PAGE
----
Marta reopened the hotel, painted murals, reopened the theater, and performed ballet, sometimes to no audience outside of the figures she had painted. She created a life of art and freedom. The catch? The Amargosa Opera House and Hotel has a serious reputation for being haunted.

The Amargosa Hotel in Death Valley
The haunting Amargosa Opera House and Hotel in Death Valley Junction. Photo © Jenna Blough.

Driving up, the hotel rises unexpectedly from the harsh, alkaline landscape, white on white. Inside the air feels perpetually chilly despite the regular 110-degree temperatures outside. The staff leave rooms open so the curious can wander through. It’s been featured in documentaries and on the Travel Channel’s Ghost Adventures. Murals peek out of cracked stucco corners and hallways—cherubs, a nun, a parrot on a chain perch, and Marta haunting the desert as a dancing spirit.

Room 24 is said to harbor the crying ghost of a child who drowned in a bathtub in 1967. Room 32 is known for a malevolent presence. In Room 9, the most haunted, a presence holds down guests’ legs and feet and turns the doorknob. A section known as “Spooky Hollow,” once the miner’s dormitory, hospital, and morgue, was never reopened. Spooky Hollow is blocked off to all visitors, and the staff won’t talk about it.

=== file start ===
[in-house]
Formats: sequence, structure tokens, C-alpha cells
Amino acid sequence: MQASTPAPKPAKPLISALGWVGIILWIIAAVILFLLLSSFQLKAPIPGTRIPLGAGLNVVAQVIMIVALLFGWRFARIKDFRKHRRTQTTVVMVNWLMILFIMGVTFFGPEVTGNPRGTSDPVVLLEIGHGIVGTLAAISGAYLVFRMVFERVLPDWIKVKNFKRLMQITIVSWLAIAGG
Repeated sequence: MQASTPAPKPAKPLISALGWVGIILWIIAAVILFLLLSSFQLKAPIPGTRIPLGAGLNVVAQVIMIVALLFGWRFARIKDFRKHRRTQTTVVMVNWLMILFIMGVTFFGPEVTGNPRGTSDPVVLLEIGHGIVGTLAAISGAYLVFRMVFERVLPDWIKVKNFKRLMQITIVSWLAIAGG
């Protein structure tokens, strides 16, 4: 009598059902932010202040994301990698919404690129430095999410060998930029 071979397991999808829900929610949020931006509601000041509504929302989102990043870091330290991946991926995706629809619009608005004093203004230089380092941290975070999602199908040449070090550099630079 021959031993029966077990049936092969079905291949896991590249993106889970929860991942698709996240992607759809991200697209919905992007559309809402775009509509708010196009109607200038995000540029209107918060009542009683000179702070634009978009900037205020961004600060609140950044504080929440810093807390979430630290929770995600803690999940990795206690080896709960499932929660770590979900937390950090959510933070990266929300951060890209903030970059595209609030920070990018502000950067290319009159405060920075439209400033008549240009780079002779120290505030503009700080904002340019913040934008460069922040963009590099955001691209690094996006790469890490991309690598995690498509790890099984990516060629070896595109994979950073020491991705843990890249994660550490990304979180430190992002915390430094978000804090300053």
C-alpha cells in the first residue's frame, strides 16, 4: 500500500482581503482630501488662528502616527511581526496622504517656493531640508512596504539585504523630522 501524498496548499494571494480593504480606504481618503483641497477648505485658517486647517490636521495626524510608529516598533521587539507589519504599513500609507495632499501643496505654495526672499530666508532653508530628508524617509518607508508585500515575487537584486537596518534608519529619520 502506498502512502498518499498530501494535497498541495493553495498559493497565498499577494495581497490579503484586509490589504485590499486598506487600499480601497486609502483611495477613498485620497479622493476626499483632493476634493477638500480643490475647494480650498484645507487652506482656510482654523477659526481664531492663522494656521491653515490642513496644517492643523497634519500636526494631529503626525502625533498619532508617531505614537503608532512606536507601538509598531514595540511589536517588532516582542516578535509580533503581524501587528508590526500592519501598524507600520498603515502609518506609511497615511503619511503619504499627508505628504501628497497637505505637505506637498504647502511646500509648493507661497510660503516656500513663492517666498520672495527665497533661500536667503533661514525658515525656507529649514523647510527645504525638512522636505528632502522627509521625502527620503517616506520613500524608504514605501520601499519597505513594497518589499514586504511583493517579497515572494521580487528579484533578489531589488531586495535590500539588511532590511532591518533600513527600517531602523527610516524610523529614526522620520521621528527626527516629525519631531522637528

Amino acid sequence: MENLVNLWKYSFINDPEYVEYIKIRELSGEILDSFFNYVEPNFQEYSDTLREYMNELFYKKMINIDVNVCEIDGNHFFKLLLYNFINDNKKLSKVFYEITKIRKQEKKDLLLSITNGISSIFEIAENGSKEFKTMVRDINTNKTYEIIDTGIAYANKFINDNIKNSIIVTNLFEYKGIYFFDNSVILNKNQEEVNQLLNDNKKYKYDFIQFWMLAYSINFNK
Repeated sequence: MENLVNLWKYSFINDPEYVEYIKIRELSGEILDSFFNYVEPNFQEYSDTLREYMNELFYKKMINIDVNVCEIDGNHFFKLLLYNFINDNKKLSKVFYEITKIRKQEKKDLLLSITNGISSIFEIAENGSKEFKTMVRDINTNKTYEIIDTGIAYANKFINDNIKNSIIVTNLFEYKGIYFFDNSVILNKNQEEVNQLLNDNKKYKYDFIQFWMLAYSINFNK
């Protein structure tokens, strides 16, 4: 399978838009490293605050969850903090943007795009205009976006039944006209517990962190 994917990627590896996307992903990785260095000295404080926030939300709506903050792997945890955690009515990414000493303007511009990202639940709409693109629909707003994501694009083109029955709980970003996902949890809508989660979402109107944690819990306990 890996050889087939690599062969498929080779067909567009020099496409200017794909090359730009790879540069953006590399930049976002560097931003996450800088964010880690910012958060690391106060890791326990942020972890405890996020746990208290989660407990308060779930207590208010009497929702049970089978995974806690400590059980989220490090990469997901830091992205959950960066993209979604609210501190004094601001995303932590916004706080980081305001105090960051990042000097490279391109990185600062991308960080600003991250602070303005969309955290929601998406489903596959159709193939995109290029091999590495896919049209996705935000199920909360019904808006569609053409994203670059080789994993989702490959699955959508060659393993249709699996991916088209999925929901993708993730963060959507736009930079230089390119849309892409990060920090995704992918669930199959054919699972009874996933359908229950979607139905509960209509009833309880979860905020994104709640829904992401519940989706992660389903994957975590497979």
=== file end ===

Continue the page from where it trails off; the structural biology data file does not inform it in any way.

It’s a marvel of human mettle that Marta Becket carved out her vision here in this far-flung and inhospitable place, that she breathed new life into the decaying hotel. Or maybe she kicked up the dust of a life that had never quite expired.

Burro Schmidt Tunnel

What prompts a man to hand-dig a tunnel through solid granite in the middle of the Mojave Desert every day for 32 years? The mystery may have been lost with William “Burro” Schmidt. He didn’t keep a journal or close friends; his only record is the nearly half-mile tunnel he dug using only a pick, a four-pound hammer and a hand drill. He carried the broken rock out in canvas bags, then wheelbarrow, then mine car running on tracks he installed. The tunnel ends abruptly on a steep hillside overlooking a dry lakebed and the obsolete railroad tracks that originally inspired him.

He started the tunnel to connect train lines transporting ore, but in the 1920s a road from Last Chance Canyon to the railroad town of Mojave eliminated need for a tunnel. Burro kept digging. Rumors persist about a rich ore vein or gold strike, but it seems clear that at some point Burro Schmidt’s vision was the tunnel itself.